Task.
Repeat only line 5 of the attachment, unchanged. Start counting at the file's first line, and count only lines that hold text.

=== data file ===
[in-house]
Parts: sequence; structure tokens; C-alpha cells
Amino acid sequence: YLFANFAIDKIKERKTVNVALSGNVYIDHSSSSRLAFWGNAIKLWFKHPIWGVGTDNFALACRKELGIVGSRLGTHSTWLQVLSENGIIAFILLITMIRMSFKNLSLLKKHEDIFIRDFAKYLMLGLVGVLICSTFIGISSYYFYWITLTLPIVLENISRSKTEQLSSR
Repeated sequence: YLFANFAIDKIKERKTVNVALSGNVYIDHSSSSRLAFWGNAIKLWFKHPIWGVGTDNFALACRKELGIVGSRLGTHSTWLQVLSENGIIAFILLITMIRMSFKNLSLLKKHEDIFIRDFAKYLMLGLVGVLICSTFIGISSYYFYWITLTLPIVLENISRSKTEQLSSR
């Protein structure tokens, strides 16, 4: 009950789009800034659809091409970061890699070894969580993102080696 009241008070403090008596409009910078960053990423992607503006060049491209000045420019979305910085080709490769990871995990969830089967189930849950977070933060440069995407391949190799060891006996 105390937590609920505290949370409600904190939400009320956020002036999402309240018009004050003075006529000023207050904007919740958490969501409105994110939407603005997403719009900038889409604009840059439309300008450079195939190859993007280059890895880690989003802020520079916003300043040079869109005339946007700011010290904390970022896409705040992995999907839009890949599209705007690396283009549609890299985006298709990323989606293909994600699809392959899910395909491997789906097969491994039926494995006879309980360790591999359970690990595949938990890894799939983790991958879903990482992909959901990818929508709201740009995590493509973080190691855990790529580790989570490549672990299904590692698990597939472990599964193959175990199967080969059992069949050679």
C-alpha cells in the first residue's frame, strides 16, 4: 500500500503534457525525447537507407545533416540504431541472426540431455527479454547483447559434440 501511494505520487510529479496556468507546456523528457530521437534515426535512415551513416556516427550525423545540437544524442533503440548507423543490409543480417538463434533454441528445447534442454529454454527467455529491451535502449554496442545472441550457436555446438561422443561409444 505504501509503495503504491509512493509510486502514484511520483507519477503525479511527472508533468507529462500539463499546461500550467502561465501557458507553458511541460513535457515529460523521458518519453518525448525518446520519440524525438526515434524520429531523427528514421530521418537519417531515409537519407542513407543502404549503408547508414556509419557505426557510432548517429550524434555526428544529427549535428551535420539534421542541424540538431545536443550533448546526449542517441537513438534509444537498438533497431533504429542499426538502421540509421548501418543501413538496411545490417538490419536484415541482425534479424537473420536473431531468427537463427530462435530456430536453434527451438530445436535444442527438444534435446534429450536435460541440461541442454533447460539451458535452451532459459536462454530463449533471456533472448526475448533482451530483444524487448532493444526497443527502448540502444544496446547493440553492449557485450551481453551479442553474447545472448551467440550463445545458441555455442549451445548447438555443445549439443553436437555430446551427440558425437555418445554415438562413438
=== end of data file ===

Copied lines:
């Protein structure tokens, strides 16, 4: 009950789009800034659809091409970061890699070894969580993102080696 009241008070403090008596409009910078960053990423992607503006060049491209000045420019979305910085080709490769990871995990969830089967189930849950977070933060440069995407391949190799060891006996 105390937590609920505290949370409600904190939400009320956020002036999402309240018009004050003075006529000023207050904007919740958490969501409105994110939407603005997403719009900038889409604009840059439309300008450079195939190859993007280059890895880690989003802020520079916003300043040079869109005339946007700011010290904390970022896409705040992995999907839009890949599209705007690396283009549609890299985006298709990323989606293909994600699809392959899910395909491997789906097969491994039926494995006879309980360790591999359970690990595949938990890894799939983790991958879903990482992909959901990818929508709201740009995590493509973080190691855990790529580790989570490549672990299904590692698990597939472990599964193959175990199967080969059992069949050679």